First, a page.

A nurse materializes out of nowhere. I didn’t even hear her come into the room. She’s quick and precise. It’s a double whammy of cotton swabs. One for strep. Back of my throat. Two for covid. In the throat again, and up my nose.
“You didn’t even flinch.” The nurse gives me a thumbs up. Like I actually achieved something. I’ve heard people describing the covid test as extremely uncomfortable. I imagine being hooked up to a ventilator is worse. For some reason the last time I had surgery they were unable to insert a breathing tube. Now I have “history of difficult intubation” forever stamped on my chart. Which sort of worries me. Not that I want to be hooked up to a machine. But if that’s what it takes when you’re dying from covid, then okay. It’s not like I was planning on getting do not resuscitate tattooed on my chest.
If you’re one of those people not wearing a mask, denying that covid exists, shaming others to do them same, putting everyone else at risk, and prolonging this goddamn lockdown… then they shouldn’t provide you medical care when you get sick. This is Darwin’s survival of the fittest. And no that doesn’t mean “herd immunity.” That means if you’re so fucking stupid you can’t follow simple precautionary measures, then you’re just not cut out for survival.
“Good news. You don’t have strep.” The doctor is back. “Covid test takes two days. You get worse you come back in.”
“What’s wrong with me?” I hold my hands out, palms up, shrug my shoulders—the international distress signal of what the fuck.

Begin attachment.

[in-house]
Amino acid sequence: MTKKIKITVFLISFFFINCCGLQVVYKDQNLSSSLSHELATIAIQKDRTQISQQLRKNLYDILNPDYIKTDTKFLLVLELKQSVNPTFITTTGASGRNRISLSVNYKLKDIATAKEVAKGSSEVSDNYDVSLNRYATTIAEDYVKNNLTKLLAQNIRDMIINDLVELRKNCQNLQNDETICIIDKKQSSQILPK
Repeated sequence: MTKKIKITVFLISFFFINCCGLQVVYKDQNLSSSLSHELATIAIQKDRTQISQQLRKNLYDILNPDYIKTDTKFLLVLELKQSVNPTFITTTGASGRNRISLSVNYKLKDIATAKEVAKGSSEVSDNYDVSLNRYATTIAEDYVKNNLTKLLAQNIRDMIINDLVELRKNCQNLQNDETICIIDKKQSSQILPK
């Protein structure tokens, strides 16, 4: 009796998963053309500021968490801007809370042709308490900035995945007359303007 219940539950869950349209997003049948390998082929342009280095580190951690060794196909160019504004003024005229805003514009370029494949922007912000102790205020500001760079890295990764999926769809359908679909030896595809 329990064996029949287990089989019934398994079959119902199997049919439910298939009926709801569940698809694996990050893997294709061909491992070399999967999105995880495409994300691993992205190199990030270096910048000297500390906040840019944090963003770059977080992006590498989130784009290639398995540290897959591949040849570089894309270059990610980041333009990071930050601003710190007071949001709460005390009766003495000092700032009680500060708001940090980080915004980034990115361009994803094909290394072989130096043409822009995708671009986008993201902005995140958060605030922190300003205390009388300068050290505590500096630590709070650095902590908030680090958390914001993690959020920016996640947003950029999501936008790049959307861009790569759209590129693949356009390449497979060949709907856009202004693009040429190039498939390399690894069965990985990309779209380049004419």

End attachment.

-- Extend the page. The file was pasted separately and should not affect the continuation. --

“You have laryngitis. Go home. Gets some rest. Drink liquids. Gargle with warm salt water.” She gives me a half-hearted wave of the hand. “You’ll better soon.” But then she shakes her head and that somehow implies that the rest of the world will not.
It’s been three weeks now. Another covid test (both negative). Three telehealth visits with three different doctors. A pile of antibiotcs. A week long regime of steroids. And I still can’t talk.
The doctor is now saying I’ve chronic laryngitis.
“Usually this lasts a few days.” This latest doctor has a cheery voice. Like he’s giving me good news. “But when it’s chronic, it can last three weeks. Even a month.”
“What am I supposed to do?” I say, which comes out as, “wus suss a do?”
“You’re already doing it. Rest your voice. Gargle with warm salt water. Drink tea. Try turmeric, ginger, and cinnamon. They’re natural homeopathic remedies. Be happy you don’t have covid.”
“Are you fuckin’ serious.”
“My prayers are with you. Take care of yourself.”
The phone goes dead.
Did the doctor just give me absolution?
Apparently my vocal cords are enflamed. Which almost matches my enflamed disregard for the medical profession. I can’t help but think if the pandemic weren’t ripping through every hospital in the world right now I’d be getting better care.
But it is.
And I’m not.
I am grateful I don’t have covid.
But I’d like to be able to speak some day soon.
I sit at home and think of something “brilliant” and then I’m silent. It’s too much trouble to try and covey it to Jenn. I’d have to role play with finger puppets or write it down. I feel depressed and stupid at the same time. Overwhelmed by feelings of futility in these futile times. Apparently I’m not very good at nonverbal communication. I don’t know the first thing about sign language. I’m not overly familiar with the miming techniques needed for charades. Turns out my total non-verbal response repertoire is limited to just one finger.